I don’t know what to suggest. I’m really sorry for you. You’re in a terrible situation.

H1954 Wed 12-Jan-22 10:47:07

All too often patients are assessed by OT and/or SS in hospital prior to discharge and if the patient isn't totally honest during the assessment then nothing suitably supportive will be put in place.
I went to visit my mum some years ago when she was in hospital, as I arrived the curtains were drawn around her bed and a nurse said it was ok to wait as it was the OT assessing mum. I heard the conversation and was very alarmed to hear Mum claiming to be able to do everyday tasks that she had certainly NOT managed to do for several years!
As the OT opened the curtains Mum spotted me and was very coy to say the least, I asked to speak to the OT in private and filled her in with the truth. She immediately tore up Mums assessment form and started again.
If you have a parent or relative due for discharge please make sure they have been assessed correctly and ask to be there if possible.
Mum was eventually discharged with an Intermediary Care Free of charge for six weeks, this enabled me to research for a suitable care package tailored to suit her needs.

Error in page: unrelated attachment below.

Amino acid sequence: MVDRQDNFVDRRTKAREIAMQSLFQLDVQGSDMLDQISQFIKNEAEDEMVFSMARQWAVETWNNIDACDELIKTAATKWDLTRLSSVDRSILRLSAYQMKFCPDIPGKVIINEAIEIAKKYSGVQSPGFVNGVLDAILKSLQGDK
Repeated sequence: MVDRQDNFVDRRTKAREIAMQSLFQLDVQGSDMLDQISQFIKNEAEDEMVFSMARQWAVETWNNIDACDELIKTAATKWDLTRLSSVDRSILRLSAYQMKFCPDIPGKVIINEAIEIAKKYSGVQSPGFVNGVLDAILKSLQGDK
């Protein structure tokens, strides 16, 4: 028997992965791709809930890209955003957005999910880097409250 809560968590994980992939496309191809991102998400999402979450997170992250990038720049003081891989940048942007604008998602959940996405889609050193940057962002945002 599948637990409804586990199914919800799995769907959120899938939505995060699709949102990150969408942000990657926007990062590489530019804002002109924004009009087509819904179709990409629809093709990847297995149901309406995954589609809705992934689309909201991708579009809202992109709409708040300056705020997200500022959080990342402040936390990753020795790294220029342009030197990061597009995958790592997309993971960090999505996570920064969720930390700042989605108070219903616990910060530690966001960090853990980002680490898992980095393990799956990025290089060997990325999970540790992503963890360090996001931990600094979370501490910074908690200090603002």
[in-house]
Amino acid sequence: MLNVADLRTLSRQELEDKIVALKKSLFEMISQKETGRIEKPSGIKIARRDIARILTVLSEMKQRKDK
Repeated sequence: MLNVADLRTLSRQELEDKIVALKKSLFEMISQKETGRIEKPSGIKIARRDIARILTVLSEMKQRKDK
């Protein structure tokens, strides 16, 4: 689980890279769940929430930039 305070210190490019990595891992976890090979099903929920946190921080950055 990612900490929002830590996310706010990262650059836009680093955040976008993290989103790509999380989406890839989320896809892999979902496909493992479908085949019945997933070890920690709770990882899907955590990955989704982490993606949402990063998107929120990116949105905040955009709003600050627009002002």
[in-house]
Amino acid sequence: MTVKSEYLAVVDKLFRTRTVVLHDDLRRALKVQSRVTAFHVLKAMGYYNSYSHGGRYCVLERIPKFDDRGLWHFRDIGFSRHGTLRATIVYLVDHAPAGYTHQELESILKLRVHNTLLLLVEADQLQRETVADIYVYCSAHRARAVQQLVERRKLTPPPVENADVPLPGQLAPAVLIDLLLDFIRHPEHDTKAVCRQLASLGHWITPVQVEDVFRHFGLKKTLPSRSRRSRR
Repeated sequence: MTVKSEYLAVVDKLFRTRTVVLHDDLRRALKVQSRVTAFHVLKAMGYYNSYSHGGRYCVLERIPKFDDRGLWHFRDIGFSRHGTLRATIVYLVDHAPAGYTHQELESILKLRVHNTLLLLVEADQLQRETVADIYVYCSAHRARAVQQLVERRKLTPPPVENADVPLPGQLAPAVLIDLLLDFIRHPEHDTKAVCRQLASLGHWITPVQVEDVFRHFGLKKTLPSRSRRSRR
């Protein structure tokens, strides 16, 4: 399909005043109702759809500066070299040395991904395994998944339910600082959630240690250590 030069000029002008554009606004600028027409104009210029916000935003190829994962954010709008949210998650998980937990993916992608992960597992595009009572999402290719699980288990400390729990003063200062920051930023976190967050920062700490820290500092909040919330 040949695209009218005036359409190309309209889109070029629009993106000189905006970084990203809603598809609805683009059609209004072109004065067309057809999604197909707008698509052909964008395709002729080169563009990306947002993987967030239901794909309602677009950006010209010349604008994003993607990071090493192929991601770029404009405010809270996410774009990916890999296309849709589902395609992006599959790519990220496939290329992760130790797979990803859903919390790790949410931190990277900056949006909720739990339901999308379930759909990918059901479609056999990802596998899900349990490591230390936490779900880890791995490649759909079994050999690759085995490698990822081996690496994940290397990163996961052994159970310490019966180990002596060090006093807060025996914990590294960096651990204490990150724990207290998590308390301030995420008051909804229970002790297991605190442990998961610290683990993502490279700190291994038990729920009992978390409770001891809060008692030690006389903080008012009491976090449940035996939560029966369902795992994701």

Hetty58 Wed 12-Jan-22 10:57:02

Social Services have a duty to help everyone (not just those who can't afford to pay) - so should, at least, offer advice. They will try to wriggle out of it, though, unless nagged.

Ethelwashere1, your mother, it seems, has refused the standard, six week 'rehabilitation' package on discharge, so has missed that boat. There's still the question of her ongoing care.

Germanshepherdsmum, I stand by my suggestion of an ambulance - as a last resort. Look at maddyone's post. It could well be a case of 'a stitch in time'!

I'd say that a 90 year old, with heart failure - and HBP that's not being monitored - counts as a medical emergency any day!

62Granny Wed 12-Jan-22 11:47:03